A publication of Appalachian Voices


A publication of Appalachian Voices


Across Appalachia: News Briefs

Clean Water Network Gives Wilma Dykeman River Hero Award

KNOXVILLE, TN -- The Tennessee Clean Water Network gave its Bill Russell River Hero Award to writer Wilma Dykeman this fall. The award honors “those who strive to protect, restore and enhance the watersheds of Tennessee and the communities that depend on them.”
Dykeman, one of Appalachia’s most beloved and best known writers, died late last year.
In the introduction to her book, The French Broad, Dykeman wrote: “…this is the chronicle of a river and a watershed, and a way of life where yesterday and tomorrow meet in odd and fascinating harmony... Dwellers of the French Broad country are learning an ancient lesson in all their natural resources; it is easy to destroy overnight treasures that cannot be replaced in a generation, easy to destroy in a generation that which cannot be restored in centuries.”
Wilma Dykeman has lived all her life near the French Broad River in the mountains of North Carolina and Tennessee. Born in Asheville in 1920, she was the only child of a mother whose people had lived in the North Carolina Mountains since the eighteenth century. She traces her interest in writing to the stories her parents read aloud to her when she was a child. By the time she was in elementary school, she was making up her own stories, plays, and poems. After graduating from high school and Biltmore Junior College in Asheville, the author went to Northwestern University for a bachelor’s degree in speech.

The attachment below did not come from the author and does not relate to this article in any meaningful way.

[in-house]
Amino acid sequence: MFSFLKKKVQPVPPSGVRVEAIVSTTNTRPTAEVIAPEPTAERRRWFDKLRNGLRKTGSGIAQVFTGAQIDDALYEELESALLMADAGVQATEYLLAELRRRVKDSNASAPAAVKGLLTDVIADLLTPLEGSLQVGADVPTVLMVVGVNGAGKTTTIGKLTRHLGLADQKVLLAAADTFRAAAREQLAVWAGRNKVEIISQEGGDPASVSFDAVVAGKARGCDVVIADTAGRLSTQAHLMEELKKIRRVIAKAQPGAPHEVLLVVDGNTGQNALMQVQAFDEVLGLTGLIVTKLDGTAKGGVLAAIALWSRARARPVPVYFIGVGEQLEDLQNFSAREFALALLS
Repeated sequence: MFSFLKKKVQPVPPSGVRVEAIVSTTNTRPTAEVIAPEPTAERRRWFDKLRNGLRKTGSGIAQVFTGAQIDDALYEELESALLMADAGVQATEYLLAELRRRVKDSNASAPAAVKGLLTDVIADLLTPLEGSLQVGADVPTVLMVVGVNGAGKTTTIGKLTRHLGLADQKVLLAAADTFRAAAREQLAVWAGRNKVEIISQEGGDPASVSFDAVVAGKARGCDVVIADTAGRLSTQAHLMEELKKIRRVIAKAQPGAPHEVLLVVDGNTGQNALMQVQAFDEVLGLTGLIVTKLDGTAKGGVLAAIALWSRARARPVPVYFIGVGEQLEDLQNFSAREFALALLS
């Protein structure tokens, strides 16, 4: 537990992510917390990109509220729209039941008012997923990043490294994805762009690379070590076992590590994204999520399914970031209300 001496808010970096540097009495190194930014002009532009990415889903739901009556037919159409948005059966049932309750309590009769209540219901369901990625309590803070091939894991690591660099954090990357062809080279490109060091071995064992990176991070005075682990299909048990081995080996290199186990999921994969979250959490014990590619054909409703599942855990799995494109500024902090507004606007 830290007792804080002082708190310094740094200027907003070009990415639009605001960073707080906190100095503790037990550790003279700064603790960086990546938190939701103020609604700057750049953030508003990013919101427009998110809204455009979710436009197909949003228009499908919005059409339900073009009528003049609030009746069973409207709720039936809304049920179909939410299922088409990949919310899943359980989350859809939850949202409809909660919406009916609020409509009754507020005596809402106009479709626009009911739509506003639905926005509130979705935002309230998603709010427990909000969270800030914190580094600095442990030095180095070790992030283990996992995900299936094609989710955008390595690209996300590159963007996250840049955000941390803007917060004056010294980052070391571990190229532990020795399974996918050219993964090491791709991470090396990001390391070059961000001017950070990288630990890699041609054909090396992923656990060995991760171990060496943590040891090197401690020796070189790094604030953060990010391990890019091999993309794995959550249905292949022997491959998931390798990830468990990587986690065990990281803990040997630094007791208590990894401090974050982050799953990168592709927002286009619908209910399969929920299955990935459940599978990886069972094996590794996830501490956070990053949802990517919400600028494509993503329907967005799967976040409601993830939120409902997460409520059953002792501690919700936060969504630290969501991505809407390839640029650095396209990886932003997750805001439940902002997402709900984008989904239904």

In all, she has published more than sixteen books. The French Broad (1955), one of the famous “Rivers of America” series, was completed in a year but represents a lifetime of observation and note-taking. It recounts the history, legend, biography (such as the chapter on Thomas Wolfe), sociology, and economics of a mountain region that draws its life and ways from this river and its tributaries. The work, her first, won the Thomas Wolfe Memorial Trophy in 1955.

Solar Christmas Tree: A Symbol of the Season

By Caroline Monday
The holiday season is a time for celebrating family, faith, and good will.
This year, for the 12th season in a row, Appalachian State University’s Sustainable Energy Society will also celebrate energy independence.
Each year the club dresses up the Jones House Community Center of Boone, N.C., by decorating a tree in the yard with solar-powered LED lights.
Four photovoltaic modules charge a battery during daylight hours and that battery powers the super-efficient LED lights at night.
Quint David, president of the Sustainable Energy Society, said the tree symbolizes energy independence in that it depends on no fossil fuels to supply electricity for its lights.
“It shows that energy independence is something you can have,” David said. tree shows that living a more sustainable lifestyle doesn’t have to mean giving up creature comforts, like Christmas decorations.
This year will be the 12th year the club has sponsored the tree.
In addition to raising awareness, the lightingof the Christmas tree serves as one of the club’s biggest fundraisers. During the lighting event, usually held the first weekend in December, the club sells raffle tickets for items donated by local businesses

Stream Rule Rankles Appalachian Citizens